They are found in a remarkable room in the Vatican Museum, painted about the same time that St. Peter’s Basilica was being built next door. Visitors entering this room face the fresco in the lower image, which looks like the sanctuary of a church with an altar and the sacrament upon it. On either side of that altar, and above it, are depictions of famous saints and biblical figures, as well as the Holy Trinity. Then, turning around in that same Vatican room, one sees the fresco in the upper image. It is the famous School of Athens, depicting great figures from the classical world with Plato and Aristotle in the middle. Tour guides typically present these two paintings, which face each other, in terms of the contrast between them. They say things like this: “Here, on this wall, we have the best minds of the pagan world. But, on the opposite wall, we see great saints of the Bible and the Church.” Or, to use Jesus’ words, we see ‘the children of this age’ in the upper image, contrasted with ‘the children of light’ in the lower one.

Yet, it’s quite possible to look at these related paintings in two different ways. We may, at first, be disposed to see the contrast between them as tour guides typically do. But we might also be open to seeing the continuity between them, even if the content of the two paintings seems rather different. For example, those who notice continuity will observe that the two frescos are composed with the same elements: the same colors and textures; the same arch over each image; and, that the two spaces in which the figures walk or sit may be in the same building. Further, the perspective or vanishing point in each painting converges upon that of the other.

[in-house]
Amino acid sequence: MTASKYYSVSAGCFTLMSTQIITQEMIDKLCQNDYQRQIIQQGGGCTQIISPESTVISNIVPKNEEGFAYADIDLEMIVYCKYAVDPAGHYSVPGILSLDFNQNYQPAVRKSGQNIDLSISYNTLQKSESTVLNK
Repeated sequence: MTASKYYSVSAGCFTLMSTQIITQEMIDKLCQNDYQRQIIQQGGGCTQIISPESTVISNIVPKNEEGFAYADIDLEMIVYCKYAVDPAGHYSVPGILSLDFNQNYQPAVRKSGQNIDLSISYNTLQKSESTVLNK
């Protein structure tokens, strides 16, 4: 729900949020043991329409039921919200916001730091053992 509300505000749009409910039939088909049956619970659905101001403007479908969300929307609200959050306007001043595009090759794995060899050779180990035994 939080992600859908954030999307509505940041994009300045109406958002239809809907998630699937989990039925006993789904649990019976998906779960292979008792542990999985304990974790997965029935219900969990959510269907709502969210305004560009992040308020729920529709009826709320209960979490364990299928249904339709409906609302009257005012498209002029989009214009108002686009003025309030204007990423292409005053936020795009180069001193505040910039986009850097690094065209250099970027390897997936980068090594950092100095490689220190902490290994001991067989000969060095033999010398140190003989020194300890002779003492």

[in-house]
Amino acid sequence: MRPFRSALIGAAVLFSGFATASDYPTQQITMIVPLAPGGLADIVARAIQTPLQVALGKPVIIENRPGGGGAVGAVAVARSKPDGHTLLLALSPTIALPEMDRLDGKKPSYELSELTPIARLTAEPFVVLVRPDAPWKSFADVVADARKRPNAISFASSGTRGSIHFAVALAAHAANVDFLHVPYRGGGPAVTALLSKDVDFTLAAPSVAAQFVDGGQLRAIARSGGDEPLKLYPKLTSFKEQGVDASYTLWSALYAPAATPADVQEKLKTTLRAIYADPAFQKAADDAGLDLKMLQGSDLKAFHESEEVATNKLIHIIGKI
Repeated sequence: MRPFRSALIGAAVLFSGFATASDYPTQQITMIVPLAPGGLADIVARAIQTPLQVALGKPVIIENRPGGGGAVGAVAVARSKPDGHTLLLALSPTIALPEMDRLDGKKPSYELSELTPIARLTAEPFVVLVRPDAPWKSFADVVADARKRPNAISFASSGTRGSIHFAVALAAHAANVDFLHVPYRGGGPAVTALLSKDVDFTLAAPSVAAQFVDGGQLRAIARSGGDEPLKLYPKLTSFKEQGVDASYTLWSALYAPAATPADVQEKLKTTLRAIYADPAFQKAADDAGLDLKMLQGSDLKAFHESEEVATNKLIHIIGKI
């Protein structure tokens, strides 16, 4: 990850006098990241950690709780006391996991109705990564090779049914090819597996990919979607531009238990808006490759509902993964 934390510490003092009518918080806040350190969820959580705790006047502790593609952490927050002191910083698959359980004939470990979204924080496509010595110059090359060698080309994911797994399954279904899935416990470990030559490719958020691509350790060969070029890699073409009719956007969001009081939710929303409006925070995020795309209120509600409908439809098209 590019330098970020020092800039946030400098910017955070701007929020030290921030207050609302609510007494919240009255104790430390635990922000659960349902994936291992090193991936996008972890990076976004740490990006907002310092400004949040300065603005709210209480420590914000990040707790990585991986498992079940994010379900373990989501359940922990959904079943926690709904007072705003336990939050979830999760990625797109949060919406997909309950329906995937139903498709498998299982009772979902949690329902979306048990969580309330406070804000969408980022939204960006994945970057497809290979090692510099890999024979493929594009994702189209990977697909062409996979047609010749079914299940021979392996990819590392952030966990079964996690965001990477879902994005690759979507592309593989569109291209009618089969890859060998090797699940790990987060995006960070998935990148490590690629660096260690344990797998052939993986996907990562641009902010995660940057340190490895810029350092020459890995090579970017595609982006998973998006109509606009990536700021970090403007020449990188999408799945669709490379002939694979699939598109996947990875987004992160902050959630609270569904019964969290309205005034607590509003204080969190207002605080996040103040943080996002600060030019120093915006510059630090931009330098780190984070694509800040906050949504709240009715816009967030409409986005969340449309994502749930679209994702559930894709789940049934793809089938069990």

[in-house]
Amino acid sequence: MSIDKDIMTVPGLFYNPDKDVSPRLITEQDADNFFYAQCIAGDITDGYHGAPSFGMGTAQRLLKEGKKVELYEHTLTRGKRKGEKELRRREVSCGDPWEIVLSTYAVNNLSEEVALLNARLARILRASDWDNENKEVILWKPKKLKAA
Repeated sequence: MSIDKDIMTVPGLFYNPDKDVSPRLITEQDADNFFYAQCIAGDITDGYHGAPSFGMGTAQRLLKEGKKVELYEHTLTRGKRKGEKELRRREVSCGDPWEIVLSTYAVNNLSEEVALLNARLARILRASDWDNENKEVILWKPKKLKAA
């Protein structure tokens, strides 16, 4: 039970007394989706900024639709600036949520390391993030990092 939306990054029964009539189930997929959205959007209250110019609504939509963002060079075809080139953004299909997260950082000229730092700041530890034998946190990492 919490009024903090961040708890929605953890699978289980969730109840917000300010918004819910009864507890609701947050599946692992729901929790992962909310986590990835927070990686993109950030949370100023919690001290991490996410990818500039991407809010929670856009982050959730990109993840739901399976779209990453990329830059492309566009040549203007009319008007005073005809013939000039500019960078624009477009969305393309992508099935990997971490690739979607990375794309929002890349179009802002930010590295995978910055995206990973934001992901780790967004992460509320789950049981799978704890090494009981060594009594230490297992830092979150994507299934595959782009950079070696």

Finally, visitors entering this room walk in the same direction as Plato and Aristotle, and —with them— toward the altar on which the sacrament is displayed. As a result, visitors standing between the two paintings are at the equivalent of what would be ‘the crossing’ of a church, a church which looks remarkably like St. Peter’s, next door. And so, as Raphael designed it, Plato and Aristotle are in the same company as visitors to this room, who join them in approaching the altar in the fresco showing all the saints! Therefore, these two paintings provide a splendid illustration of the theme of continuity.

 

The images above are of two of Raphael’s paintings, traditionally titled The School of Athens, and The Disputation of the Holy Sacrament. This post is based on my homily for Sunday, September 22, 2019, which can be accessed by clicking hereOther homilies of mine may be accessed by clicking here. The Revised Common Lectionary, which specifies the readings for Sundays and other Holy Days, can be accessed by clicking here.